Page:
Students must study literature, not just facts and figures, to understand that the war was fought by people just like them, according to a teenage blogger.
Writing on a teen book club site, alannahbee states that she only had a few lessons on the First World War during the ‘dark days’ of year nine, but that she and her fellow pupils managed to extract ‘sparse and juiceless facts’.
Classroom discussions were based on facts and figures, but what she missed was what the curriculum failed to include: “…the fear a boy of 16 might have felt, ascending into no man’s land, when he should have been playing cricket on the village green back home; the unparalleled grief that mothers and wives and sisters would face from the few words borne in a letter; that a man they knew and loved was dead; how the innocence and youth of an entire generation was stolen in the dead of night. Here lies human emotion, amongst political negotiation and military strategy.”
Alannah wants the curriculum to open up and let in the “glow of human experience” through fiction, real-life accounts and diaries. “If we want to understand the big stuff, we have to think small: look at the individual stories, so insignificant at first glance,” she writes. She would like pupils to study a range of literature, from contemporary works like Valentine Joe by Rebecca Stevens and Stay Where You Are and Then Leave by John Boyne to the poems of war poets Wilfrid Owens and Siegfried Sassoon.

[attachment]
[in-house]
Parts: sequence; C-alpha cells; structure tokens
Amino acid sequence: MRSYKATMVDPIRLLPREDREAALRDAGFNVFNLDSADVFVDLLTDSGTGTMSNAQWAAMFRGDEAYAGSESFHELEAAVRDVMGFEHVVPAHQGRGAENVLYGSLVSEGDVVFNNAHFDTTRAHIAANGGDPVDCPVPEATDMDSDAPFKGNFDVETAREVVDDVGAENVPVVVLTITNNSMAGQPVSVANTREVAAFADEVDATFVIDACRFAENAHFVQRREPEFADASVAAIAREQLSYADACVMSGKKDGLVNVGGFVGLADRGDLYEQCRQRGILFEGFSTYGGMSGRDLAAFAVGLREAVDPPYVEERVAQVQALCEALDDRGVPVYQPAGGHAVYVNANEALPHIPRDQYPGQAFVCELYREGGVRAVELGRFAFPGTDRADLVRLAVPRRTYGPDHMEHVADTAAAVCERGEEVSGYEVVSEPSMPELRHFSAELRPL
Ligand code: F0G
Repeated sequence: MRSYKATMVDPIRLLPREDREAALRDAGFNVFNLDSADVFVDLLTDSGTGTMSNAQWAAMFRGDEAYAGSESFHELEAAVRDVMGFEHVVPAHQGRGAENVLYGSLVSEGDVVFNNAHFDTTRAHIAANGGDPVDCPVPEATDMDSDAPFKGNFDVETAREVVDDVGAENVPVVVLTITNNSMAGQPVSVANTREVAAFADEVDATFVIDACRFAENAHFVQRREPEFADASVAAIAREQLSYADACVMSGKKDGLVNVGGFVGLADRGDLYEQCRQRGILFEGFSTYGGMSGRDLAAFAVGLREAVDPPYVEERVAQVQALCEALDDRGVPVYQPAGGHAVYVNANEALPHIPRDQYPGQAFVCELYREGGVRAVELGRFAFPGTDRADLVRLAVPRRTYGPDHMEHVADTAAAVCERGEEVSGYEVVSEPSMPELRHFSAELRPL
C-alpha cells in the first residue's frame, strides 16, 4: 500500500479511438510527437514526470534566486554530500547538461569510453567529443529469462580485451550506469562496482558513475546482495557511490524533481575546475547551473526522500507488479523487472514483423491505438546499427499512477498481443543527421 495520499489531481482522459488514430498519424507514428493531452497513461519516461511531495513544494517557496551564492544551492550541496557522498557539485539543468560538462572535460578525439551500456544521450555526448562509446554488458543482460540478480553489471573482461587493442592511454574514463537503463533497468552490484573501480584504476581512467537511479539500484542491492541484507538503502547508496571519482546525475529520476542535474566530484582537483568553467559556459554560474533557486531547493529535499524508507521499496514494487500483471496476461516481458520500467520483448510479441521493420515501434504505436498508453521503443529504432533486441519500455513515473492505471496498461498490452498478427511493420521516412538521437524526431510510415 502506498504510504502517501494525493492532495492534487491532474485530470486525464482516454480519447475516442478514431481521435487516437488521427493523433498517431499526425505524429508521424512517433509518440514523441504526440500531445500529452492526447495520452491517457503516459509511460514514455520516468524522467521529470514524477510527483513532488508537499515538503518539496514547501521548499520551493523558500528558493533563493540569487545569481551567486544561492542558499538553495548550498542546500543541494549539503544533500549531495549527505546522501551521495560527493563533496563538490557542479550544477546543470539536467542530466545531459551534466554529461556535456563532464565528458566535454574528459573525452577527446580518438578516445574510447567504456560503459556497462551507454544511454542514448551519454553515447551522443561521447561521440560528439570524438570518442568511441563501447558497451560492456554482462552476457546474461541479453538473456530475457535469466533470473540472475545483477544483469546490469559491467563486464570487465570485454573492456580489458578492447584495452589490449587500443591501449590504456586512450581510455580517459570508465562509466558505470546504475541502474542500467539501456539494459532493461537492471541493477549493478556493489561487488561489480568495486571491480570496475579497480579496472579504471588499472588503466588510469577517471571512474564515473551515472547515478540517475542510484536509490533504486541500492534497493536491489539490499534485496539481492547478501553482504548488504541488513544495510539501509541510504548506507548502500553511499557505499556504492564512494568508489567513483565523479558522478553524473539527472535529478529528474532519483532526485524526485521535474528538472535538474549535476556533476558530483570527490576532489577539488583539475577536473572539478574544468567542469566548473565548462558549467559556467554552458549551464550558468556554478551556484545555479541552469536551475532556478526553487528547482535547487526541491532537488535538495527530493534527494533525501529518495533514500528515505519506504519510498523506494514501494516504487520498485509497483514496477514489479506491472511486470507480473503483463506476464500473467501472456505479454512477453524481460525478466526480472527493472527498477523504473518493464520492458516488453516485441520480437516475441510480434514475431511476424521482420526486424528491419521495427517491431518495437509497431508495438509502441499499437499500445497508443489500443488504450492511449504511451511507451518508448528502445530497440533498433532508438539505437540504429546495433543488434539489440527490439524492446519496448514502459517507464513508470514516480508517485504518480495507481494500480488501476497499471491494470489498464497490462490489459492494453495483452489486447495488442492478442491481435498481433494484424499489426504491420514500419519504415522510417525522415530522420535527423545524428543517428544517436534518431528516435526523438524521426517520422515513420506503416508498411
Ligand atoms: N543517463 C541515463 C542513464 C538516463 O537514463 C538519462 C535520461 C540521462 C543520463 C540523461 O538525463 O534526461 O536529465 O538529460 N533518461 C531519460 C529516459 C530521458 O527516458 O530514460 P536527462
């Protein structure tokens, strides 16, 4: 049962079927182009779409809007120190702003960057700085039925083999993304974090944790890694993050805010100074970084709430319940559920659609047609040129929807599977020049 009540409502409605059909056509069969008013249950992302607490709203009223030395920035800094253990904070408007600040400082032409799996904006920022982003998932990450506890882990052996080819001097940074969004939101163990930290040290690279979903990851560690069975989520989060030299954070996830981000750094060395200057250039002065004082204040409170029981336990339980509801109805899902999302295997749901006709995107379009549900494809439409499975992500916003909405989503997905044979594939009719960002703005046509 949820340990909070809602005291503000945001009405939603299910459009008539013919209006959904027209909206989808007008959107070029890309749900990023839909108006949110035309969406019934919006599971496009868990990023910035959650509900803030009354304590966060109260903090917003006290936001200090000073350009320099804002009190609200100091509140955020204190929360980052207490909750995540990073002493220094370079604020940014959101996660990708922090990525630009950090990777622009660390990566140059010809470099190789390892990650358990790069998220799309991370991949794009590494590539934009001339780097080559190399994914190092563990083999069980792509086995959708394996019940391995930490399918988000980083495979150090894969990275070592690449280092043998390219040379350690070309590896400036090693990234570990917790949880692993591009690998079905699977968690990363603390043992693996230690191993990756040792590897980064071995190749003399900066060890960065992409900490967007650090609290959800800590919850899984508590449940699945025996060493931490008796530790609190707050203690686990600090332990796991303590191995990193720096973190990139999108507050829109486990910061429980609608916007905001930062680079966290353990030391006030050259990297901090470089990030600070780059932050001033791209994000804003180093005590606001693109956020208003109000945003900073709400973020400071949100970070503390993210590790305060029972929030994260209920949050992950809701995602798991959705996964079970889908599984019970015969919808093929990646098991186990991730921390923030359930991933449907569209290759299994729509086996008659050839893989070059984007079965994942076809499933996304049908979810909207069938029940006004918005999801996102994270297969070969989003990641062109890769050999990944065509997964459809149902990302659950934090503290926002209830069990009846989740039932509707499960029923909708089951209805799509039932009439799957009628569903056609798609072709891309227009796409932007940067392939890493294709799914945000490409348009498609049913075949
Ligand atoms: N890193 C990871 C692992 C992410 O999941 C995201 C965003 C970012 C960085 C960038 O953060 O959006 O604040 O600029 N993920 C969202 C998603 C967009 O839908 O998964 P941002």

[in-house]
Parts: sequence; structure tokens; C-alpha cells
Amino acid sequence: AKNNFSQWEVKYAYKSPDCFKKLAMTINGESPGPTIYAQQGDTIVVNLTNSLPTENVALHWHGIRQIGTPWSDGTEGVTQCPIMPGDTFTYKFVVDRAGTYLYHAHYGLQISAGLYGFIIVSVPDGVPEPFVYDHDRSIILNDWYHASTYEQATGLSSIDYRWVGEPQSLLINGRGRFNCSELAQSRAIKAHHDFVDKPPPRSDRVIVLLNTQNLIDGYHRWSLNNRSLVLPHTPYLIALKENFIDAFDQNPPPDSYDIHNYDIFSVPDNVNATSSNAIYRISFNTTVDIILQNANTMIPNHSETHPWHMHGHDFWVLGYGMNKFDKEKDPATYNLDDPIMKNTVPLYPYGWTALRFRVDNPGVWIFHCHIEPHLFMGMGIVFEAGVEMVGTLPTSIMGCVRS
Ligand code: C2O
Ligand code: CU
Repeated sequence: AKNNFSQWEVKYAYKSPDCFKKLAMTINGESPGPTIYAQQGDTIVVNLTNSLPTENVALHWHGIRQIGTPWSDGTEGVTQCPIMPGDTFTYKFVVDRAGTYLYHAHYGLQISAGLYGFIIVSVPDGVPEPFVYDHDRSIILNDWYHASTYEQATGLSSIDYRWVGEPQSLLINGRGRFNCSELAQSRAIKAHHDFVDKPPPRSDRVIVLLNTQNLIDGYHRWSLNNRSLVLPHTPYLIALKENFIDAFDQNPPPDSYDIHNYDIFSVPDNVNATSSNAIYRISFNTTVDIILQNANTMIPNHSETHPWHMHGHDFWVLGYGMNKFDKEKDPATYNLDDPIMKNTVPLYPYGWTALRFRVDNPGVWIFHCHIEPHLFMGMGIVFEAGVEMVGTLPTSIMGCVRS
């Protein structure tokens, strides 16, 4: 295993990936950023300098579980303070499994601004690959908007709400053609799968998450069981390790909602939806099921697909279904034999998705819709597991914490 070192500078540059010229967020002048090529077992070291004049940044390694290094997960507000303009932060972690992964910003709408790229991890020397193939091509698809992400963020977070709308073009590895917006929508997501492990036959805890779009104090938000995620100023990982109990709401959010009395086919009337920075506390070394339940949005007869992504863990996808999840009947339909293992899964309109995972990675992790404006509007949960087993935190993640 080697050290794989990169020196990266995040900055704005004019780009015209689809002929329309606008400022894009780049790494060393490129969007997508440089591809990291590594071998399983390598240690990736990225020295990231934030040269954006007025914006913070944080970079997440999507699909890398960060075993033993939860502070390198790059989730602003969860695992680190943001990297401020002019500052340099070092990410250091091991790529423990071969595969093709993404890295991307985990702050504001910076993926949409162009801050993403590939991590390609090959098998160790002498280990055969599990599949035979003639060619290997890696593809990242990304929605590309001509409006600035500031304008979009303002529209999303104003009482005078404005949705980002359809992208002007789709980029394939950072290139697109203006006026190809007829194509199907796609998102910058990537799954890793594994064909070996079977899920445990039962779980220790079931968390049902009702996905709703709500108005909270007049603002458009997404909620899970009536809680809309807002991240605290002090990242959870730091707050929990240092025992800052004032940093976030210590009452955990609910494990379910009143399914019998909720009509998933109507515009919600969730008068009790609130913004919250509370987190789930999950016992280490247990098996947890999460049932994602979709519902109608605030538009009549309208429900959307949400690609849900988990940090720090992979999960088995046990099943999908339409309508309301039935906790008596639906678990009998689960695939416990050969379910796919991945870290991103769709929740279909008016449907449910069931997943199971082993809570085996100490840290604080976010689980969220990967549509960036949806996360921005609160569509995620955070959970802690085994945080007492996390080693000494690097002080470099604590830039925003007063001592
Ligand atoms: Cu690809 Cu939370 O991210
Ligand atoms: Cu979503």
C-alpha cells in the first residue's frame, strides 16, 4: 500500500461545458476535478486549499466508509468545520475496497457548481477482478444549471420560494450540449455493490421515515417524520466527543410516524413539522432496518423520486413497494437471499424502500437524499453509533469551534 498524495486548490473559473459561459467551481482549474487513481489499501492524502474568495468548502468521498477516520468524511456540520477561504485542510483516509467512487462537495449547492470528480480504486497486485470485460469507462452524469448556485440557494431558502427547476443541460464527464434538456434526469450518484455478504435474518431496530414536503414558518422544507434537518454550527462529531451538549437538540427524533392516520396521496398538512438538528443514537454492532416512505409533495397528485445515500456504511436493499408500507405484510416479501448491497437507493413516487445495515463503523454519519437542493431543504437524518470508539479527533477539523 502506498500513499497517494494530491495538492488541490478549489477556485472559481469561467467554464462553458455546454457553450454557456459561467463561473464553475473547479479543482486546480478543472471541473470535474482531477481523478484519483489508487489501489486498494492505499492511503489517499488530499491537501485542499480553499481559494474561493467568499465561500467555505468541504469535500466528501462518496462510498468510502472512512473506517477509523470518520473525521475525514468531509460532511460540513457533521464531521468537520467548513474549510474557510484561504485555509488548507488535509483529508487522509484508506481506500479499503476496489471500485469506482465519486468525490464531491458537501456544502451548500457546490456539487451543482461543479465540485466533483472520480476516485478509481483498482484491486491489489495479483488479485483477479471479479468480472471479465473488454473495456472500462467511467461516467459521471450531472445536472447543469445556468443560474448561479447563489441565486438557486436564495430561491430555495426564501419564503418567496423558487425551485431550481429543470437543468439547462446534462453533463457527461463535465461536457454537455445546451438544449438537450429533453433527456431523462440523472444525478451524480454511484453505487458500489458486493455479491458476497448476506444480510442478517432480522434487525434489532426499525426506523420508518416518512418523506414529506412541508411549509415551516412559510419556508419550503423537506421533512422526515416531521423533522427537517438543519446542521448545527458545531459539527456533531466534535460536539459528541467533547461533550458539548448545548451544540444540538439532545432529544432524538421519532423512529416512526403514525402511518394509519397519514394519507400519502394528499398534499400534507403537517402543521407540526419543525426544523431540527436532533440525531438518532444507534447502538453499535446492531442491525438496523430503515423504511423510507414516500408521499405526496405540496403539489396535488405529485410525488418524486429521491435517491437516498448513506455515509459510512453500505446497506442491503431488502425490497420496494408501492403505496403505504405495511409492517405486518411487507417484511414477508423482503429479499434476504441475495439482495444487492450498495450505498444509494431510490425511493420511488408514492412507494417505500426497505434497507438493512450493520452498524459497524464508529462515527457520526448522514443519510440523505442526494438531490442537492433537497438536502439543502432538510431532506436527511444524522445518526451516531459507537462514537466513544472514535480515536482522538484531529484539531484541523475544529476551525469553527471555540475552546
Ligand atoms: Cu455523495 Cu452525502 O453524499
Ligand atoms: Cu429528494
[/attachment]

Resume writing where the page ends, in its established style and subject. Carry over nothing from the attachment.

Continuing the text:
She recognises that although WW1 is no longer a living memory, it is “woven into the culture of our modern world”, and writes that literature is vital to understand its magnitude. But studying the war is important for a less obvious reason: “Reading about human experience, from ambulance drivers to conscientious objectors, gives us a great deal of empathy, too. And we must have empathy, if we have nothing else left.”
Do you agree with Alannahbee’s claim that facts and figures aren’t enough, and that pupils need literature to truly understand WW1?